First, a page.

Share your code! If others can’t understand your script, probably there’s still room for improvement.
9. Document Your Code
Have you ever opened up old scripts and thought, “What in the world was I thinking?”
If you had a hard time trying to understand your own code, imagine how others would struggle to understand your script. Always remember this phrase.
“Code is more often read than written.”
— Guido van Rossum
This is why documenting your code is important. All good data scientists I know have the habit of commenting and documenting their code. Comments help better understand code, its purpose, and design. On the other hand, documenting code describes its use and functionality to users.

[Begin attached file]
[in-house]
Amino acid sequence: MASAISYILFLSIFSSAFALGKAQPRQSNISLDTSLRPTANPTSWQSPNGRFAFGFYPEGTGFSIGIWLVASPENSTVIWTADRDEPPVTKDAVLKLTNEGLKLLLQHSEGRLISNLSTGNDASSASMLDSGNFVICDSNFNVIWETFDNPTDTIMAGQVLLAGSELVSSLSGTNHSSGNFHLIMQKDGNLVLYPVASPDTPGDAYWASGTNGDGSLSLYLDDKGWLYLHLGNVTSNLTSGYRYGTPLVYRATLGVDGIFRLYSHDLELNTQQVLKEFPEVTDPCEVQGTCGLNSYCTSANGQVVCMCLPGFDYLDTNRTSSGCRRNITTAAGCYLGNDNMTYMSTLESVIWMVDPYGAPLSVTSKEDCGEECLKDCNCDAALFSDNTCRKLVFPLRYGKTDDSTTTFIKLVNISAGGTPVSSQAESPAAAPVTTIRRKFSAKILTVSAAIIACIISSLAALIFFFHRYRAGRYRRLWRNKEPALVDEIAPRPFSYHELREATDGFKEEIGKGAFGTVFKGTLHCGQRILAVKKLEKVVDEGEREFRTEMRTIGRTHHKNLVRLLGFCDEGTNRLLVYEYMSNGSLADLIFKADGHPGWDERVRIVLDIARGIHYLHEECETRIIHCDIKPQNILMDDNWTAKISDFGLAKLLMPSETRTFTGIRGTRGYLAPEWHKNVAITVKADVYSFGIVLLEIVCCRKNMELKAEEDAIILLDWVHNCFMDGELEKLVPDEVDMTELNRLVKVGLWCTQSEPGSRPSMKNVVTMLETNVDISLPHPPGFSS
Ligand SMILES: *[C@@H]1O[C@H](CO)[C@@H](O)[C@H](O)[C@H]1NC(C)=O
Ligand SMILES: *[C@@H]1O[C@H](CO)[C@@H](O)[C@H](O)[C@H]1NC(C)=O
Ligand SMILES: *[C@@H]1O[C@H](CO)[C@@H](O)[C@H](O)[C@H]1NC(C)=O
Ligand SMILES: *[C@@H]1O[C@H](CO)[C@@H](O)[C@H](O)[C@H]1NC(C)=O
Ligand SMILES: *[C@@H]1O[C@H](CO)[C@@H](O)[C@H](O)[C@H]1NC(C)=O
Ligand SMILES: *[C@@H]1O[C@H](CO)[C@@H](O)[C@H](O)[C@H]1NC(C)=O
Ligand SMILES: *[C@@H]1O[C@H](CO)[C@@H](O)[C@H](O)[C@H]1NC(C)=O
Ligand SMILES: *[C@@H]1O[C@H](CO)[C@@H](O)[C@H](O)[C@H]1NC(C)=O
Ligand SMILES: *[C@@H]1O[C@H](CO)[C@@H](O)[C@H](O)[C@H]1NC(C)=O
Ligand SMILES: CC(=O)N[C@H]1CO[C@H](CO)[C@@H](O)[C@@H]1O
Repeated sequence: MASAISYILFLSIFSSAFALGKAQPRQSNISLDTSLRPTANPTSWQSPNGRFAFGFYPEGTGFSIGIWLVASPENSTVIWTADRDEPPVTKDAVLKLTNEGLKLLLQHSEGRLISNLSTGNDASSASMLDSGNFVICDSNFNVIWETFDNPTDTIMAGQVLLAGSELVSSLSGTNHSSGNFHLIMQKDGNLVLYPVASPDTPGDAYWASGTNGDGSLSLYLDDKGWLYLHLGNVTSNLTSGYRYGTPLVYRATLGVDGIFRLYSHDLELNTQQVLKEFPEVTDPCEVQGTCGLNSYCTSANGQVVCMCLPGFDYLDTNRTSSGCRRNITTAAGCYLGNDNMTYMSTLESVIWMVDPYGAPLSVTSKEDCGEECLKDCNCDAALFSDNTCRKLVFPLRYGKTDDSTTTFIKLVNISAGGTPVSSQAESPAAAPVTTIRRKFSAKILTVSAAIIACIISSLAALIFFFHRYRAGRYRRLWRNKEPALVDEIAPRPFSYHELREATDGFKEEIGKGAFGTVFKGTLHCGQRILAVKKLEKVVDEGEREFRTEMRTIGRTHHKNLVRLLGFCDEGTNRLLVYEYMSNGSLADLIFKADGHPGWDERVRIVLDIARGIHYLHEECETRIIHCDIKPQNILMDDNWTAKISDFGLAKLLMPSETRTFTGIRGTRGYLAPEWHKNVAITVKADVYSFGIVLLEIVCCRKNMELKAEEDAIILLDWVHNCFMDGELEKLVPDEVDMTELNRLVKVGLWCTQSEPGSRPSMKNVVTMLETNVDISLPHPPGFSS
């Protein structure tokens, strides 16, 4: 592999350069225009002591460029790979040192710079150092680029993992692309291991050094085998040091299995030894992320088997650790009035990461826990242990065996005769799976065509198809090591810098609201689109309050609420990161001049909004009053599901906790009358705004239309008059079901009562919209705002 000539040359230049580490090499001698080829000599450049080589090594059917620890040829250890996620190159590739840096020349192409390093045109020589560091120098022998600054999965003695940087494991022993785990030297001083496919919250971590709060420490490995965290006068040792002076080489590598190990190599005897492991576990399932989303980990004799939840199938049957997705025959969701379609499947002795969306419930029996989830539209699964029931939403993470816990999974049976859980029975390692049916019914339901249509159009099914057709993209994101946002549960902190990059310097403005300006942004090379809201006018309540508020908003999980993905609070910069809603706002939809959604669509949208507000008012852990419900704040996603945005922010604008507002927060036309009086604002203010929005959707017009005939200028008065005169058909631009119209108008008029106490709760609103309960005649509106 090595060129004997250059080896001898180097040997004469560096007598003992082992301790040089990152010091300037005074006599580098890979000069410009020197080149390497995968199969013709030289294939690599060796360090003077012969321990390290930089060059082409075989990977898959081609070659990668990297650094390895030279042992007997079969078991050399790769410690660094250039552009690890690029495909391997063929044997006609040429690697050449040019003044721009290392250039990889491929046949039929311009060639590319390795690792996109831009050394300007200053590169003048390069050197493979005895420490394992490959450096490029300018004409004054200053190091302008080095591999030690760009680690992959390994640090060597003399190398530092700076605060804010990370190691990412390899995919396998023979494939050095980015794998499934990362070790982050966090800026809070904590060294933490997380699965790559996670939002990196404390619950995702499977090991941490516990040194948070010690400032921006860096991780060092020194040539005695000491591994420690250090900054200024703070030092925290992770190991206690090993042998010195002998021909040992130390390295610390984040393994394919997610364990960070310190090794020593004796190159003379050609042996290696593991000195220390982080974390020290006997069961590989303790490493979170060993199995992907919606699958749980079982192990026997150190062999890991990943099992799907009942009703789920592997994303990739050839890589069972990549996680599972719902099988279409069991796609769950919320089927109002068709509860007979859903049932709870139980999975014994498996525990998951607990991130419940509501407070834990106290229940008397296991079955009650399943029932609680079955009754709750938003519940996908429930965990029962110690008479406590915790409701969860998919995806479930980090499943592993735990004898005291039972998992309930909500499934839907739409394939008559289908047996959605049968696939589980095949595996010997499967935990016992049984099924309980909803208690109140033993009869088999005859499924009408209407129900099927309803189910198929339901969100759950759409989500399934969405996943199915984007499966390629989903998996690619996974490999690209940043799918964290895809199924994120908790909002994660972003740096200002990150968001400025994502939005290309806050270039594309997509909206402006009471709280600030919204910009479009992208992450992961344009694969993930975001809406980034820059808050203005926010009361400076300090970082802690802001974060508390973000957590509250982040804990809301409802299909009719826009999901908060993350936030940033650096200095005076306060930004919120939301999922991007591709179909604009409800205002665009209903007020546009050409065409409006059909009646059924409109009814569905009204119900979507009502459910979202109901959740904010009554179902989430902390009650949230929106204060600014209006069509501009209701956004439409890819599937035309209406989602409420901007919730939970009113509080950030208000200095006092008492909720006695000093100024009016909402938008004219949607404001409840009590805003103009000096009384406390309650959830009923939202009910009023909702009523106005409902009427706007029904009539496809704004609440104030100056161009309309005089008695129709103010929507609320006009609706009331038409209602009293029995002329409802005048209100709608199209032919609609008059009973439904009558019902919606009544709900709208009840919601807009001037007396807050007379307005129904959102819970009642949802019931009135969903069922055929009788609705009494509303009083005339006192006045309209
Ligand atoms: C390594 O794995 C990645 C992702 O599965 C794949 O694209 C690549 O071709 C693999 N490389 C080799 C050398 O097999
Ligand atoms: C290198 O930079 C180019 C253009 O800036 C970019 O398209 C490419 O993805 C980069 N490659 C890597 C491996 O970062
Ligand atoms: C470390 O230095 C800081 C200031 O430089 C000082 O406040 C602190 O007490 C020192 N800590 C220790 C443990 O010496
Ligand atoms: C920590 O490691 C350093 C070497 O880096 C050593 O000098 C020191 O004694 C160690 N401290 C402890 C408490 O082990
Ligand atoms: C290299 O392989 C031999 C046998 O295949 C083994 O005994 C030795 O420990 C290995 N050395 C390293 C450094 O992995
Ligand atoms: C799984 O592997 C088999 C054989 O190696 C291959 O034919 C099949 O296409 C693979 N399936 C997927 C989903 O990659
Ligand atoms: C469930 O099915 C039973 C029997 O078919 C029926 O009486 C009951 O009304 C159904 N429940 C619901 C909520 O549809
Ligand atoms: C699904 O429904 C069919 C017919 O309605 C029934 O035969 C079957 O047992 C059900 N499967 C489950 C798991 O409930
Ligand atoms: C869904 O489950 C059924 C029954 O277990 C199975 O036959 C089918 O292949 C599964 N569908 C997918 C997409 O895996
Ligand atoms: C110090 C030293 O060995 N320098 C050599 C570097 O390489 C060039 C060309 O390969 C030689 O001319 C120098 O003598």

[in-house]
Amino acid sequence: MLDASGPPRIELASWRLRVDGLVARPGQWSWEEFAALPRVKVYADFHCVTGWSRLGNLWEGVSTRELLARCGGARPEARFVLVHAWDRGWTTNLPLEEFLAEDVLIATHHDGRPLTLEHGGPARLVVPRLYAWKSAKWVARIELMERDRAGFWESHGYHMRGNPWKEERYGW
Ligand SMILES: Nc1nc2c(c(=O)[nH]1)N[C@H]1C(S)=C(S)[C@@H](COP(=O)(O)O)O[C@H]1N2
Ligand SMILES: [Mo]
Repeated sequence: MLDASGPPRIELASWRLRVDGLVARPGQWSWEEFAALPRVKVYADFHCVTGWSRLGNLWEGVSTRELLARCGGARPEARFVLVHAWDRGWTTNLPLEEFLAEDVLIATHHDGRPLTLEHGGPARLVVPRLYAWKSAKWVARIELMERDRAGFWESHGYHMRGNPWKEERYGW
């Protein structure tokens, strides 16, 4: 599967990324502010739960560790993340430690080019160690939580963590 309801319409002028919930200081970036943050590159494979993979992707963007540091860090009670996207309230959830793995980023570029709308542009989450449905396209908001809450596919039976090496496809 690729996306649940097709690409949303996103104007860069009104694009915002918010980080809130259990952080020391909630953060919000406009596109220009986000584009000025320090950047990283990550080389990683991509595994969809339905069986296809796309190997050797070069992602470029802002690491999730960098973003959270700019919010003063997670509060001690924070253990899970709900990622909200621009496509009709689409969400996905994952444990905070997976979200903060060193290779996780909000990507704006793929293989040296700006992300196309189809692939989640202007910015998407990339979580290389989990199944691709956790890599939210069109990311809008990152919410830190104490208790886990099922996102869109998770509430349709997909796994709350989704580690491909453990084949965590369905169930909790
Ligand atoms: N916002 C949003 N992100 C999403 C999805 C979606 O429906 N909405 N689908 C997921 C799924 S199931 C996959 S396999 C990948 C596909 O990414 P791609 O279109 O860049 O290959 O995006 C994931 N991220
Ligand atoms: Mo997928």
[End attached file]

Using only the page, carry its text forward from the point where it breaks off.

If you use Python, check this guide to learn how to properñy document Python code.

10–12. Listen, focus on solutions and choose your words carefully (effective communication habits)
According to Forbes, these are the 3 habits of highly effective communicators. Why is this important? Well, as a data scientist, you need to develop your communication skills.
Remember that data science is not only about creating the best model but also communicating your findings to non-data scientists. This will let others know that you clearly understood the company’s goals and that you’re applying the knowledge you have as a data scientist to help reach those goals.
13. Ask open-ended question
Asking questions is good but do you know what’s better? Asking open-ended questions.